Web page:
Meha Ahmad, Daniel Tucker
April 18, 2018
In the early 2000s, the Illinois Department of Corrections spent an average of $750,000 a year on books for prisons. Last year, it spent just $276 dollars. Research suggests that’s not a winning strategy for preventing recidivism because many inmates rely on books to figure out how to reshape their lives after their release.
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Written Inside: Stories About Prison Cells From WBEZ
Written Inside is a podcast about life inside a maximum-security prison cell. Adapted from essays written at Stateville Correctional Center near Chicago, these intimate stories speak to the everyday experience of being incarcerated. Each inmate's story is voiced by a Chicago actor. Created by journalist Alex Kotlowitz and produced by WBEZ Chicago.
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Podcast: Some Cook County Judges Often Deny Public Defenders When Defendants Post Bond - Heffernan WBEZ
Peter McCray sat in a Cook County courtroom in June after being charged with illegal possession of a prescription painkiller — a felony. He faced up to three years in prison.
He knew he had to pay $1,000 to get out of jail until his case was resolved. But what he didn’t know is that some Cook County judges often deny access to a free court-appointed lawyer, known as a public defender, once bond is posted. McCray got one of those judges.
WBEZ recently went to numerous courtrooms throughout Cook County and saw some judges routinely deny a public defender based on whether a defendant posted bond, a practice that some legal experts said is unconstitutional. This practice can add further financial burdens on cash-strapped defendants and even compromise their access to a fair trial, lawyers and criminal justice advocates said. Judges were advised by Cook County Chief Judge Timothy Evans in 2013 to stop denying public defenders purely on whether a defendant posted bond, but some judges have ignored Evans.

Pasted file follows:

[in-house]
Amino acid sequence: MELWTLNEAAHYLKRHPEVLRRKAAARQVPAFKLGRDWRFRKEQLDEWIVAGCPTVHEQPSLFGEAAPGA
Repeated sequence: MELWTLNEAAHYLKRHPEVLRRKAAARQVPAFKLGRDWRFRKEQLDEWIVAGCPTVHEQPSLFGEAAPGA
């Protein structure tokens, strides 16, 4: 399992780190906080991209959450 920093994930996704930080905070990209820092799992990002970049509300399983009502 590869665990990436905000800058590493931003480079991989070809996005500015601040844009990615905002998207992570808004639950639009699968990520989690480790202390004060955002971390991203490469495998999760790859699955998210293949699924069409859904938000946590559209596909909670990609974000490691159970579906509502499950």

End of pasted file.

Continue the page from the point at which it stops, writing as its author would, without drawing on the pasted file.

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Meet the Creators of the New Podcast From Inside San Quentin Prison
The inmate-produced show will tell intimate stories of daily life behind bars.
“Ear Hustle” — the phrase is slang for eavesdropping — is a collaboration between Earlonne Woods and Antwan Williams, both prisoners at San Quentin, and Nigel Poor, a Bay Area visual artist who teaches photography classes at the prison. Williams, 29, has served more than 10 years on a 15-year sentence for armed robbery. Woods, 45, has served more than 19 years of a 31-years–to-life sentence for attempted second-degree robbery. Their chemistry is one of the best parts of the show: the three share a deep rapport that is at times funny, frank, and raw.
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What this is about
Learning asks us to change – so that the world might be a place for all are free to thrive